Welcome to REPIN - Rethinking Protein-Protein Interactions (cover)

REPIN is a cross-disciplinary endeavour with the ambition to widen the definitions and rules for protein interactions. This project aims to foster a lasting renaissance in basic and applied protein chemistry encompassing intrinsically disordered proteins.

Research and discoveries are mostly driven from established concepts and searches around normality. Together with mental borders from paradigms, this causes rare advances and breakthroughs. The lock-and-key model for protein interactions postulated in 18941 followed by the induced-fit model in 19582 have been instrumental for our understanding of molecular communication and effective for drug developments. However, with the discovery of intrinsically disordered proteins (IDPs), these models have met limitations and research into how molecular interactions can be achieved in the absence of form is critically required.




In REPIN, we take on the challenge to uncover hitherto unknown principles of intrinsic disorder (ID)-based protein interactions. We do this by developing novel concepts and by fostering a renaissance of classic protein chemistry terms including specificity, allostery, polyelectrolyte behaviour, and allovalency by disorder. The understanding of molecular communication can be revolutionized but it requires a rethinking of protein interactions in the frame of molecular disorder

New concepts and vocabulary in protein chemistry await discovery from studies of carefully selected ID-based interaction model systems.

REPIN Hypothesis

THE IDEA is to establish a multi-scale experimental protein chemistry strategy ranging from studies at the single molecule level over ensembles to whole organisms, to capture features of ID-based interactions, which manifest themselves at different levels of resolution. The know-how and experimental and theoretical aptitudes in REPIN enable us to approach disorder in multiple selected systems covering all time- and length scales at depth.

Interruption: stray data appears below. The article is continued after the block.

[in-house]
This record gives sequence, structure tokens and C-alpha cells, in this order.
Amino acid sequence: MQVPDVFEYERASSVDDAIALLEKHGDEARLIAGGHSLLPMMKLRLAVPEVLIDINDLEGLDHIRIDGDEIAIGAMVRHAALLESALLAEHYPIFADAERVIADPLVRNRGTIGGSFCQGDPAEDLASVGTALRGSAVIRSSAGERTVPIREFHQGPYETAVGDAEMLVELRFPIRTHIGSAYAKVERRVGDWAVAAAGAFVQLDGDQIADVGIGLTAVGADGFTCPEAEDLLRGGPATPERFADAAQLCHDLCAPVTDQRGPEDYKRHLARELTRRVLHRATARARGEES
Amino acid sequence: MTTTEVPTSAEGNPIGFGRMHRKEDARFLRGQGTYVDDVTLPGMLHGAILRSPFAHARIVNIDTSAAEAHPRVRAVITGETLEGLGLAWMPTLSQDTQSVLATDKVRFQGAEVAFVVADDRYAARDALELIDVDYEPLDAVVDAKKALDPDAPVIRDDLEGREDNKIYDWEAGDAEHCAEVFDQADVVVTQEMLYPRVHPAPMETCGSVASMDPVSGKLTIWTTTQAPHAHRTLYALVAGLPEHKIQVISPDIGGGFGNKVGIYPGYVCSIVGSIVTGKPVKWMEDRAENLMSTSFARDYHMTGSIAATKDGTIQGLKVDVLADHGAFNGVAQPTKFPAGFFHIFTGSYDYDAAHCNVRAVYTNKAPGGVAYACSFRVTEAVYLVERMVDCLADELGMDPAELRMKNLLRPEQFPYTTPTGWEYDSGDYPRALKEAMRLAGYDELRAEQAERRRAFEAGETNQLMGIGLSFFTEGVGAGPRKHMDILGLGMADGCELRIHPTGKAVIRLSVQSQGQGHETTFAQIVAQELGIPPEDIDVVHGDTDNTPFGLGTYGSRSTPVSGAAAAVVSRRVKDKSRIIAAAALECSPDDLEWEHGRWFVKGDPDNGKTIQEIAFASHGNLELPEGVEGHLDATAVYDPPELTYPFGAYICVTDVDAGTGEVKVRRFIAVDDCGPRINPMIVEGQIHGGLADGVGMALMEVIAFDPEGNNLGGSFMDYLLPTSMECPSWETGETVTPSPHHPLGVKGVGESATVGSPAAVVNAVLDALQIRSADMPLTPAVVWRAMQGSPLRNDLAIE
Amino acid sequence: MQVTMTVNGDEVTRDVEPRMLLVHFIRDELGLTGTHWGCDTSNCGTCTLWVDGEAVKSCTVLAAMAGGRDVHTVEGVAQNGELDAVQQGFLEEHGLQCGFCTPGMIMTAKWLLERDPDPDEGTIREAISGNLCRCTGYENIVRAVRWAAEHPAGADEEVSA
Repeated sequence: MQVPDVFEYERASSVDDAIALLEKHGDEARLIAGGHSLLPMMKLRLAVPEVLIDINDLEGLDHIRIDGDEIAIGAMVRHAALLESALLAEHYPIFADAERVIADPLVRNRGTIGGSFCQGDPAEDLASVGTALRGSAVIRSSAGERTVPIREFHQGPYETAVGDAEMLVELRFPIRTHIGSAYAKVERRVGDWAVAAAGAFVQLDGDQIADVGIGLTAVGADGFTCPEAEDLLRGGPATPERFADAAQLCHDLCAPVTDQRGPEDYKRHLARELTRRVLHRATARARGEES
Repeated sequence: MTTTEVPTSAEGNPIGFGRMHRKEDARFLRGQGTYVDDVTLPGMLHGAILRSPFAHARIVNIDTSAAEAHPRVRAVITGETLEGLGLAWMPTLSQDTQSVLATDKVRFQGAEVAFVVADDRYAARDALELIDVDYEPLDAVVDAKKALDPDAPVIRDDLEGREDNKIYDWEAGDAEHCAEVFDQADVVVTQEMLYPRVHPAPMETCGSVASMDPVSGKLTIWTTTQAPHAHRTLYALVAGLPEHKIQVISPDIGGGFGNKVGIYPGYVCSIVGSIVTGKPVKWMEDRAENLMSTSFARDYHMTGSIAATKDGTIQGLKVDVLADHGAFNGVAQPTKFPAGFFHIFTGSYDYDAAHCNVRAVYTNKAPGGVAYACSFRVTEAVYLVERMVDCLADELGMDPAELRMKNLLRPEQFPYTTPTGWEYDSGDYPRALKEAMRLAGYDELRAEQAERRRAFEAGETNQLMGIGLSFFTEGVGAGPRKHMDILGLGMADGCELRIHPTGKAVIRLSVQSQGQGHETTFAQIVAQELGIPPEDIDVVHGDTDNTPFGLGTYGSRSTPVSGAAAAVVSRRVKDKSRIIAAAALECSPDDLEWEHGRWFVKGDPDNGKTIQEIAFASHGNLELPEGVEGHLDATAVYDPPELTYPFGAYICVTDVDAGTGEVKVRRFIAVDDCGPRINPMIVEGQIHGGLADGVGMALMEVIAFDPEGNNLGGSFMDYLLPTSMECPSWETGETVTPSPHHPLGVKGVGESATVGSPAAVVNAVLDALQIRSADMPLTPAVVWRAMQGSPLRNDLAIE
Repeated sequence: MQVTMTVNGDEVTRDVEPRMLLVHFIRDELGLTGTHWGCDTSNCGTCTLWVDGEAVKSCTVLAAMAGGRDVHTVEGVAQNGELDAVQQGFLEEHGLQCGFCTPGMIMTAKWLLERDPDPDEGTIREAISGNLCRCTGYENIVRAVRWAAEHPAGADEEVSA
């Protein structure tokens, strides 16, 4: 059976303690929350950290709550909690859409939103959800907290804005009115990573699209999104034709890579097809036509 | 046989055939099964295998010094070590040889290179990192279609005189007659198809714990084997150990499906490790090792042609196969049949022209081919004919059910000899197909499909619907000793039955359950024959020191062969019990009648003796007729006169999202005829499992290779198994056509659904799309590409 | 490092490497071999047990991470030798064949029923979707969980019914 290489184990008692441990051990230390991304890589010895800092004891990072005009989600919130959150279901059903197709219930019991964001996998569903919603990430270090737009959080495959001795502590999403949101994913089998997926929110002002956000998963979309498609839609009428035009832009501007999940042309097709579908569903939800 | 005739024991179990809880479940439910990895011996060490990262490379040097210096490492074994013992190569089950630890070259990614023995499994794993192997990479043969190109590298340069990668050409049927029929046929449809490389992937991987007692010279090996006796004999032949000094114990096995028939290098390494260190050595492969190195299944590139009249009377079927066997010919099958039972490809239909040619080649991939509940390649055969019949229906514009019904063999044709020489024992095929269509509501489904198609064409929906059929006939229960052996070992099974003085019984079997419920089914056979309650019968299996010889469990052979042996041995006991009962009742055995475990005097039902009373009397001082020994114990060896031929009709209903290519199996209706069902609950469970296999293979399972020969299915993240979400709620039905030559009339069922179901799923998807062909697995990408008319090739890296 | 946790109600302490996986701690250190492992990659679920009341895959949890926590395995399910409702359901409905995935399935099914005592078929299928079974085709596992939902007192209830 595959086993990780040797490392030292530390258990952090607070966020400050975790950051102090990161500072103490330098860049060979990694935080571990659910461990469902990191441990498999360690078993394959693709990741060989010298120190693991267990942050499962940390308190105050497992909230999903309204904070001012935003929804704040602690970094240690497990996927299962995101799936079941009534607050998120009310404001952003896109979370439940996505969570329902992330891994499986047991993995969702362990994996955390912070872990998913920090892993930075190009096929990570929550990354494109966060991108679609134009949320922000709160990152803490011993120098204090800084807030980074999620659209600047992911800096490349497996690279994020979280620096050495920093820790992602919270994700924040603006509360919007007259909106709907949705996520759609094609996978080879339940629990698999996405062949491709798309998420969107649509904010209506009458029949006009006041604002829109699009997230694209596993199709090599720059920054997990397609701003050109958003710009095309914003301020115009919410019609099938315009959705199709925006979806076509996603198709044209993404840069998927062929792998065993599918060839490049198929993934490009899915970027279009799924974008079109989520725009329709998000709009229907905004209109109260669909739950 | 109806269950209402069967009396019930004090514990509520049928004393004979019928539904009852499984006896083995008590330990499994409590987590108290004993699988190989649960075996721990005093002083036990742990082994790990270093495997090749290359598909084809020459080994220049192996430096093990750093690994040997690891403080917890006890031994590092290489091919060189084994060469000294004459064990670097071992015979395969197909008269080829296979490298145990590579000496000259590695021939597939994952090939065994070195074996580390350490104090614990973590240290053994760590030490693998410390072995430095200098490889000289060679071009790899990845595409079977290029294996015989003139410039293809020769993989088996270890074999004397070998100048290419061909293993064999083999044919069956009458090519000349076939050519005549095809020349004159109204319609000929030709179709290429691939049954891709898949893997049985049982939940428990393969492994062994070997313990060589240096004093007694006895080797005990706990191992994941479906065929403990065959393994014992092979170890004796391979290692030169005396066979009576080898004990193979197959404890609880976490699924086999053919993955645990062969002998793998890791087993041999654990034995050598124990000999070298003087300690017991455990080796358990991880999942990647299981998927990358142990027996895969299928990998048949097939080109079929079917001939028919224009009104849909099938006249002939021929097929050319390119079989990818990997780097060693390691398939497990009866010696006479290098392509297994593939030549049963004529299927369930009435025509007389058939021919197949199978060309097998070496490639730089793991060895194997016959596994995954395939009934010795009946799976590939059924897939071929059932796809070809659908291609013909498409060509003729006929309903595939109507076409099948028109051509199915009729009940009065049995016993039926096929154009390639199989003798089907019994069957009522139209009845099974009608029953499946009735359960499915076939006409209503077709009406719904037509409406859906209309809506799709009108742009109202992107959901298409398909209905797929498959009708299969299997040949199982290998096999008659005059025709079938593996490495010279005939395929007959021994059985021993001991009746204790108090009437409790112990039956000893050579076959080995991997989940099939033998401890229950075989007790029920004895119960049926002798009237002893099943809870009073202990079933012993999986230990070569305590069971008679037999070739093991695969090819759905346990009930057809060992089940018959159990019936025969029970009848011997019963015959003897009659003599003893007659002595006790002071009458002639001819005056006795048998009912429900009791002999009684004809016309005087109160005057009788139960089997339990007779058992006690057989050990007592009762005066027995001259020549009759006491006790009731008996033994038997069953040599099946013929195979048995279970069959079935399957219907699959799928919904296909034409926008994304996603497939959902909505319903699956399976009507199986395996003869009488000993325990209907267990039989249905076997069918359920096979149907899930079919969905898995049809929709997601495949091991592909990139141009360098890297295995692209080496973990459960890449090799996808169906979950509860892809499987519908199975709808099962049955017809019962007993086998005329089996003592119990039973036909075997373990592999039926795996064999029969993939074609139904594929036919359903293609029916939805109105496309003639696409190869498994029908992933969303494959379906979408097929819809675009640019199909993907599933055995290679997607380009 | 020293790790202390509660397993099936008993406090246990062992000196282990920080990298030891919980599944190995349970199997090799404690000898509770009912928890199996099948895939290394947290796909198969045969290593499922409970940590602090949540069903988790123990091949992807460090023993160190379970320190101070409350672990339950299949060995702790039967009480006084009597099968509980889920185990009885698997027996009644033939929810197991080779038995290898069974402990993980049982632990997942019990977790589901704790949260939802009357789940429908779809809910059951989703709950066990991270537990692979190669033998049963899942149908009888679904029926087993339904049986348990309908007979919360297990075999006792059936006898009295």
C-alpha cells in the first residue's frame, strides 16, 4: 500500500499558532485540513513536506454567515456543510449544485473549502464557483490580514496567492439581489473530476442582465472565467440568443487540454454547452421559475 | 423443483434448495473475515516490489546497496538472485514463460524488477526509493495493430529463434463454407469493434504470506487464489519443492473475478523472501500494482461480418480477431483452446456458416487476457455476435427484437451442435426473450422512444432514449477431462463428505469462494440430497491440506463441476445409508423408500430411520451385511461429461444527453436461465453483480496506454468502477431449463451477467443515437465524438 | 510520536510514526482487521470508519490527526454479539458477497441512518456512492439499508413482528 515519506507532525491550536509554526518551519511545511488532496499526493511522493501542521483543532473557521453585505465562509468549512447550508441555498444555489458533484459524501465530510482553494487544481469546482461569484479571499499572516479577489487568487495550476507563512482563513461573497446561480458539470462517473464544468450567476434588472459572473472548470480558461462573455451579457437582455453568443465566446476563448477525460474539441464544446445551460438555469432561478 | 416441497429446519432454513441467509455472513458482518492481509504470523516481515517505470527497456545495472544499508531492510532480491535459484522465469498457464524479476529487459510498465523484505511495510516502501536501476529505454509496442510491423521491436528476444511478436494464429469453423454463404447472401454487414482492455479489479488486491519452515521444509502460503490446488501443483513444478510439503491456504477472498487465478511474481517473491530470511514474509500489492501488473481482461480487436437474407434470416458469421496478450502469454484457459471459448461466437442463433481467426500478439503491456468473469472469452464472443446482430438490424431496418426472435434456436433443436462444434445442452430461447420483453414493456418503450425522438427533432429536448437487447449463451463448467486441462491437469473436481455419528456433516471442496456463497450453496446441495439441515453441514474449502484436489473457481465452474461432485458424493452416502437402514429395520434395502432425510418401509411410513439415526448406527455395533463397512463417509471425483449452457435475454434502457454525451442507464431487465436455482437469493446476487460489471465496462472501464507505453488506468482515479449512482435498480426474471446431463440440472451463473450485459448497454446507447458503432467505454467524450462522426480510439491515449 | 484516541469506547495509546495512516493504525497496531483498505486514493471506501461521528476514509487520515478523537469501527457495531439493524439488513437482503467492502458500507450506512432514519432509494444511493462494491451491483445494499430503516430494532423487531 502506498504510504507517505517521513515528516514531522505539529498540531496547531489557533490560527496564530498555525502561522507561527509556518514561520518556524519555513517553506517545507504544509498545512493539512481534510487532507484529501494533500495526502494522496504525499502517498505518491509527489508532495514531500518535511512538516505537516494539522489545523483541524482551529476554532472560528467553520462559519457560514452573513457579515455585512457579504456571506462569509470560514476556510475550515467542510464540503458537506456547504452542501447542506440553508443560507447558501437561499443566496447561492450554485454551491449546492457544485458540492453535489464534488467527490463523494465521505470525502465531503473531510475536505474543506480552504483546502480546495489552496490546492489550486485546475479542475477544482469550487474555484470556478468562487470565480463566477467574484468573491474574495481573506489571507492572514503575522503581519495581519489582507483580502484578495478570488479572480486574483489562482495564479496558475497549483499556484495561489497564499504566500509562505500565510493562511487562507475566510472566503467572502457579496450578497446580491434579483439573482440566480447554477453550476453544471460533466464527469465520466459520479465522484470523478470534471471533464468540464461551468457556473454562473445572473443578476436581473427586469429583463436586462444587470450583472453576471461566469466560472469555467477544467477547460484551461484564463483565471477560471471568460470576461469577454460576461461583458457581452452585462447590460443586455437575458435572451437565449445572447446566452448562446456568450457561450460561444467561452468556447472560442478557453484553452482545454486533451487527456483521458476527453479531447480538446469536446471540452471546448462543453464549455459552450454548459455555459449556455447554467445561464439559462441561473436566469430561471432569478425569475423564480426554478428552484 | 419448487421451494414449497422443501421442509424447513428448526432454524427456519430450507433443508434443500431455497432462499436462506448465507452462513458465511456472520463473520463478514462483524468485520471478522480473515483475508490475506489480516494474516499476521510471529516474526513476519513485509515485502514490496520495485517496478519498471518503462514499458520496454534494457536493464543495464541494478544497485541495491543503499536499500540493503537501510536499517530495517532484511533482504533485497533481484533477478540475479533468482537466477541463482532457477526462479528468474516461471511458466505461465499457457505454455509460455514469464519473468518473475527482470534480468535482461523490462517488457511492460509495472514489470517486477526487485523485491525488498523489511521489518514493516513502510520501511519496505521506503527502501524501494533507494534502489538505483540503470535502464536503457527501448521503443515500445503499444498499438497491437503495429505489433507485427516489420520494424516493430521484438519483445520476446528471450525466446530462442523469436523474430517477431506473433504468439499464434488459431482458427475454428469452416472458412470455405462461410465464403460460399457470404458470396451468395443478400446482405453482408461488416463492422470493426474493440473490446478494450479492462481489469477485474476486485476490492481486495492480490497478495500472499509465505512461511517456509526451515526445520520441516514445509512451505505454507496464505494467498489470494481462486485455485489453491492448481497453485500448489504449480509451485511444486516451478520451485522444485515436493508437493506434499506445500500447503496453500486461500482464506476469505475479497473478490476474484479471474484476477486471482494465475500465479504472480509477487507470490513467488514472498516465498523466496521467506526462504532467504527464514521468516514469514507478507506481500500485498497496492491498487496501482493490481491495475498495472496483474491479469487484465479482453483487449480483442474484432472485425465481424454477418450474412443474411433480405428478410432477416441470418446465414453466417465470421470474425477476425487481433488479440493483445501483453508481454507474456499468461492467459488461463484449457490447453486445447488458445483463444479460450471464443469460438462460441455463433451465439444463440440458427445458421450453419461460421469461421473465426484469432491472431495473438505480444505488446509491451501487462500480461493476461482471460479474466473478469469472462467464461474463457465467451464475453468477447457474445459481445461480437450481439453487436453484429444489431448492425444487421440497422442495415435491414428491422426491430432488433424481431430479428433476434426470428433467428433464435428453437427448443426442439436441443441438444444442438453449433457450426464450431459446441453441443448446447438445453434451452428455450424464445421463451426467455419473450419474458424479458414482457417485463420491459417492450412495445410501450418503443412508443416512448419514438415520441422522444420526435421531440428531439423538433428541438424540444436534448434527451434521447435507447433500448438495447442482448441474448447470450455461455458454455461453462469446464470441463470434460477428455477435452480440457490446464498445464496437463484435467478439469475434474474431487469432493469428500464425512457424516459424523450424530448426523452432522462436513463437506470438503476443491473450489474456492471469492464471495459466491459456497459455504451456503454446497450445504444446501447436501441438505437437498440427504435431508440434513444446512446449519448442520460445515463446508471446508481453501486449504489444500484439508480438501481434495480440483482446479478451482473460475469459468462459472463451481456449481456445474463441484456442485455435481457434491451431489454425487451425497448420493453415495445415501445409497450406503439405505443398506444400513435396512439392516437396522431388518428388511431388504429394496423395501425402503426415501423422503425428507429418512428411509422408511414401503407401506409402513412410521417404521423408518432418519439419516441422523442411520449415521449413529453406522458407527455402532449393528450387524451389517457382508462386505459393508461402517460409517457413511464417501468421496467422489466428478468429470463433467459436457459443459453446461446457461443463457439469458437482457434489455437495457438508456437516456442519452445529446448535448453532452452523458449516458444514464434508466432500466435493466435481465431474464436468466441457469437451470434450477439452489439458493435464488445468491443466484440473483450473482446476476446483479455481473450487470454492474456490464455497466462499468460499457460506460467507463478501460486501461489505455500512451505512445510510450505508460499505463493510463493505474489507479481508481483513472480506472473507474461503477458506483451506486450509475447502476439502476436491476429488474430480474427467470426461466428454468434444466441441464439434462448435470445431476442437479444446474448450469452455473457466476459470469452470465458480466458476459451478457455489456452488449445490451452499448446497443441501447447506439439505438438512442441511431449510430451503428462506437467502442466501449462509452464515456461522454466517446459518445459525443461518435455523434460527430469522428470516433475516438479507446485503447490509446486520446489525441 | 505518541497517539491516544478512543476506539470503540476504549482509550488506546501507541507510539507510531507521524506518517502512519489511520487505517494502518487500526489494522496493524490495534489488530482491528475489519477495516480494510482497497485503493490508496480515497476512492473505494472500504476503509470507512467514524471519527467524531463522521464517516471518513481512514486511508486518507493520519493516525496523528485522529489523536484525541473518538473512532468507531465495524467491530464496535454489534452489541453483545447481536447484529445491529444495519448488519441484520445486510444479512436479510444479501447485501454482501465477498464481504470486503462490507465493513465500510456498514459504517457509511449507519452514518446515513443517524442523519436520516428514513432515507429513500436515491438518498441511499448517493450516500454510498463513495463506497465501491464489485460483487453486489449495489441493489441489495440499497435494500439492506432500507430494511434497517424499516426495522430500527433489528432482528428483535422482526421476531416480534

The vision is to change our conception of molecular communication through overcoming contemporary challenges in protein interactions.

The aims are to develop concepts and models for ID-based interactions that incorporate new as well as classic protein chemistry terms.

Our ambitions are to widen the definitions and rules for protein interactions and to foster a lasting renaissance in basic and applied protein chemistry encompassing ID.

REPIN is funded by a Novo Nordisk Foundation Challenge grant.


The REPIN consortium includes Prof. Birthe B. Kragelund (BBK), Prof. Benjamin Schuler (BS), Prof. Karen Skriver (KS), and Prof. Rasmus Hartmann-Petersen (RHP)  and includes a core collaborative base of Prof. Lise Arleth (LA) and Robert Best (RB). Expert competences cover structural biology, protein chemistry, protein folding, biophysics, biochemistry, genetics, and applied bioinformatics.

Birthe B. Kragelund, ORCID: 0000-0002-7454-1761, is professor of biostructural NMR spectroscopy at the University of Copenhagen and head of REPIN. From a background in protein NMR spectroscopy, protein folding and protein chemistry, and educated at the Carlsberg Laboratory, BBK has worked to further the understanding of protein disorder and functional dynamics and their impact on biology. Through cross-disciplinary collaborations, she has propagated knowledge to fields outside structural biology, and pioneered the characterization of intrinsically disordered proteins (IDPs) in particular in membrane proteins. Her research addresses protein intrinsic disorder at several levels, and includes the associated fields of protein folding and interactions, where she focuses on disorder in cellular signaling through integrative methods. Included in her 100+ peer-reviewed papers, she has also published protein chemistry methods, reviews that bridge across fields, book chapters, as well as educational outreach papers.